While the philosophical discourse is entertaining, as Ken complains, all Rothko does is talk.  Screaming at the height of an aria, Ken wishes his mentor would start painting.  The audience agrees.  There is a brilliant scene where the two characters prime a canvas together with an energetic, romantic symphony driving their movement.  They paint, weaving around each others’ bodies within the canvass’s close framework.  It’s messy, it’s dynamic, a moment of entanglement.  The scene represents Logan’s best effort to demonstrate the Apollonian/Dionysian dance, paint splashing outside the contours of the canvass.  Perhaps it is best that they paint only the one time, because watching them work makes the story feel insignificant.  Rothko wants to eschew memory, history, geometry, “swamps of generalization,” he tells The Tiger’s Eye in 1949 (quoted in Fineberg, 111).[ii]  Only when the characters stop talking does Logan completely free us of the swamp.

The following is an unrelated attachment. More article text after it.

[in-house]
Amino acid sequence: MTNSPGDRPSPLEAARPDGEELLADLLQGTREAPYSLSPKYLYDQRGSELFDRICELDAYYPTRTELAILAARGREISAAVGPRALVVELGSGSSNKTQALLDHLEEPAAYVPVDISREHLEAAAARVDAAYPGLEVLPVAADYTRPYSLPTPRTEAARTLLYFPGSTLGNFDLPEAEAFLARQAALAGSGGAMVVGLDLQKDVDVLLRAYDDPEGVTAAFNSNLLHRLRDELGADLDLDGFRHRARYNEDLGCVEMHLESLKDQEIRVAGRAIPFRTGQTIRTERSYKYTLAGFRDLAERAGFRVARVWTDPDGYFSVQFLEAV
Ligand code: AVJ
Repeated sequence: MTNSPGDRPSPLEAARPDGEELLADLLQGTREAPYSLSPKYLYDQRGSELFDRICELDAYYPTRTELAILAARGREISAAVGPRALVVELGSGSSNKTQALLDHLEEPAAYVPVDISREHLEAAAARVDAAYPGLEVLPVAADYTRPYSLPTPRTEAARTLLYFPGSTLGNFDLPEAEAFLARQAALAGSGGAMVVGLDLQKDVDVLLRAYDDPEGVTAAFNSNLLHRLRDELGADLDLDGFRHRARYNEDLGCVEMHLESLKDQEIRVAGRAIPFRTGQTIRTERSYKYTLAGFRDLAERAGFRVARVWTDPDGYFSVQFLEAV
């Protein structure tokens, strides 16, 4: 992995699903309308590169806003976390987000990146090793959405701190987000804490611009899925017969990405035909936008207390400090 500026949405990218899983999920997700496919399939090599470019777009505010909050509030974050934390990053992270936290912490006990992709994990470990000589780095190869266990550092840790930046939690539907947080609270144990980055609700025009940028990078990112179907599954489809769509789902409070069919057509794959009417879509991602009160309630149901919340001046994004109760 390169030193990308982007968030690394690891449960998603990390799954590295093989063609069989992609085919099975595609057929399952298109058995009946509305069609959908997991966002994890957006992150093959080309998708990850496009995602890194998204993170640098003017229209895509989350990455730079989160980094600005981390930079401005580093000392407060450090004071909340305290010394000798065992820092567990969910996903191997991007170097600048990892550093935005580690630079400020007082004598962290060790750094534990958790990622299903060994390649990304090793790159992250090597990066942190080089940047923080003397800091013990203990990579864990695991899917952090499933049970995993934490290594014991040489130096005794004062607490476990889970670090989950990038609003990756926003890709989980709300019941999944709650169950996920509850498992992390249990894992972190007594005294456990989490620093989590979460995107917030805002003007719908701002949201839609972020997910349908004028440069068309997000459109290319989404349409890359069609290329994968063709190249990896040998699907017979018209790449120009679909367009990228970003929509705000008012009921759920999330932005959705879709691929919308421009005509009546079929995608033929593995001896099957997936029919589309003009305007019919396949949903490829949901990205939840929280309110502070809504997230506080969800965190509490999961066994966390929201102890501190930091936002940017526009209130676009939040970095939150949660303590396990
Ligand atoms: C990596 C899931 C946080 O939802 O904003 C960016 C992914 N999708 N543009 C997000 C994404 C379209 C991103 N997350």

The director, E.T. White, wisely capitalizes on Logan’s discussion of the paintings themselves.  When the lights come up, Rothko stares, brush in hand.  Arndt leans into the canvas, searching.  It’s unclear if he analyzes a vibrant block of paint or a face.  Or faces.  For the moment, the audience plays the role of painting and it’s suspenseful to think that at any point, with a lick of his brush, we’ll be different.  Later he describes his vision of the murals hanging in the Four Seasons, oppressing the rich and speaking to each other after hours.  The lights must remain dim in the studio to “protect” them.  Even though he describes himself as a “banker,” not an artist, as an “employer,” not Ken’s teacher, he treats the paintings as something sacred still.  They “matter.”  Rothko scowls at the commodification of the art object and the banality of those who buy it.  Everything to them is “fine.”  But he treats the paintings with a particular reverence: the paintings are not anthropomorphized; they’re apotheosized.